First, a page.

DANGER WILL ROBINSON DANGER Dedicated ground outlet

I am standing up and declaring that I am wrong and could be DEAD wrong with my previous “advice” about my dedicated ground circuit. In my posts about electrical circuits and/or poorman’s enclosure I described how I built a dedicated ground circuit. Now I stand on the purpose of this ground circuit because it provides a separate place to ground the machine’s frame, the vacuum hose and even a wrist strap if I was so stupid, all back to the same ground. The outlet has each pole wired to the ground of the outlet so there is absolutely no electricity available to that outlet. But I just realized how dangerous that could be. I never planned on unplugging that ground plug which has a bare ground wire form the frame and the vacuum hose to each prong connecting each bare wire to a bare wire within the socket itself. I had to unplug it to move the machine out of the enclosure to work on it (maintenance). Now what will happen IF I plug that ground only plug into the wrong outlet. I will be DEAD wrong. DO NOT SET UP OR MAKE A DEDICATED GROUND CIRCUIT. Sorry for shouting but maybe I need to hear it also. I am still going to use my dedicated ground circuit but I am immediately going to hom depo to get a dryer plug and outlet for that purpose that is absolutely different from ANY other plug in my workshop. I DO NOT RECOMMEND THIS TO ANYONE!!! I may have been certified to design an electrical design for an entire city a long time ago but WOW was I wrong here. I hate social media and this is only one of two forums I belong to because of stupid advice anyone can give and not be responsible for. I respect the members of this forum and even though this may decline my respect from those experienced CNC machinists I know declaring this error is more important. It may be better that any reply from a noobie be background colored in yellow for caution sacks. Anyways BE CAREFUL about how you read advice. I am sorry. I no longer feel I should give advice or opinion on other than woodworking which I’ll probably keep to myself. That’s the other problem with social media, you can get carried away talking (not meaning to but) and sounding like you are an expert and some poor sole will take your advice and get hurt. To paraphrase one highly respected member here “put a fork in me, I’m done…”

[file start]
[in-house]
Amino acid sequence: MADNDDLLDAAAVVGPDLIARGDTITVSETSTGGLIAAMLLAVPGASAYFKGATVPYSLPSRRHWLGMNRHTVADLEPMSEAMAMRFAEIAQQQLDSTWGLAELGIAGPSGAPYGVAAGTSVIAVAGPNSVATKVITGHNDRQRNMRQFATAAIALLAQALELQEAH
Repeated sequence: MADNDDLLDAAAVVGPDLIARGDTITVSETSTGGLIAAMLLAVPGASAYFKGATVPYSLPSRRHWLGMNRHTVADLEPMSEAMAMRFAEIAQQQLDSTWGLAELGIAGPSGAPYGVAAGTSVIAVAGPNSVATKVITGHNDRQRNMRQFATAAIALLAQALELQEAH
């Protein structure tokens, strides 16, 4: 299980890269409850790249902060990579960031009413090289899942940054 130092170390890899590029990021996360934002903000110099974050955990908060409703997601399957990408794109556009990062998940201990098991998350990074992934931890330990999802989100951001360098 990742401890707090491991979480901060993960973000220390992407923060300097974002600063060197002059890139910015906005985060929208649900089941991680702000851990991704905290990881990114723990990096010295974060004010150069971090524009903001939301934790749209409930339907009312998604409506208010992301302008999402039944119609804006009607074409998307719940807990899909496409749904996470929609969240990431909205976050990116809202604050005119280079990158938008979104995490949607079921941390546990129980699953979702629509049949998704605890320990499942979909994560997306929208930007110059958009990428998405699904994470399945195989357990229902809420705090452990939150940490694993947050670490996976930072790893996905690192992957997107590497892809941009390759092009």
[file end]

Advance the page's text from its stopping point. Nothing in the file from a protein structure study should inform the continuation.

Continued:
Advice should always be taken at face value and then apply common sense to it. But these days common sense is less common then it used to be for sure!

I agree if you were to plug one of those plugs in because of your wiring design it would be a mistake. On the other hand you could re-wire the plugs to only use the correct ground terminal on the male side or you could use special plugs that will not fit any where else as you mention.

Don’t worry about it too much, many people post mistakes. Some are spotted, many go un-noticed. Just try to keep your self honest like your are doing from time to time and that’s all we can each do. No one has the perfect solution to any problem, we are just not designed to be perfect.


Actually, having dedicated ground circuits are a good thing, if implemented properly. I worked in a chemical plant, and we had grounding circuits for the barrels (to avoid static sparks).

The outlets were bright green, and clearly labelled. Perhaps you should do that too, as anyone with even a little electrical experience will recognize it as a ground circuit. (green).

I have already considered a dedicated ground for my Nomad, as it seems to be extremely sensitive to static shocks. I’ve stopped the machine a few times simply by touching it. Yes, the ground on the plug is active, but the frame of the machine doesn’t seem to be grounded. I need to look deeper into the issue.


I think to his point, it’s not the outlet that is the issue it’s the male plug side. If you have ground connected to any of the other prongs in the male plug side and you plug that into a live socket you will be in trouble!


Yes Roger, that is exactly the point ! I did immediately change the outlet and the plug to a dryer socket and one that is also different than my 220 table saw socket even though the table saw is on the other side of the workshop. So there is no way I can accidentally plug it into a live socket. Thanks for the support, this turkey feels over cooked. To James’ point, I worked in a gas plant for many years and all they did was everyone kept their car keys in their ignition. Really they did, and a couple times all I saw was the foreman tearing out of the plant to get to a hilltop about a mile away to see (with his binoculars) what made the loud noise he had heard. It’s the long term damage from the constant gas fumes that has me disabled now and causes the memory laps and loss of mental focus which is why I need a physical way to distinquish the ground plug from the live circuits (colors and signage will depend on my recognizing and remembering) . The good thing is that this CNC adventure is so mentally intense that it causes the brain to rewire bad connections and all though it is slow, I have seen definite improvements. Worrying and fretting about the past is useless, be content , adapt , improvise and overcome .

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Please don’t use a dryer socket for this…they’re pretty common on welders. You’re just going to pi$$ off the next guy who thinks you have an awesome 220 socket ready for him. A plain old 3-prong plug, nothing connected to the spades, will do just fine. Can plug it into a “live” circuit, and nothing untoward will happen.


Nothing against welders Mike, but if I sell my house and move, I’ll be taking my shop with me. YMMV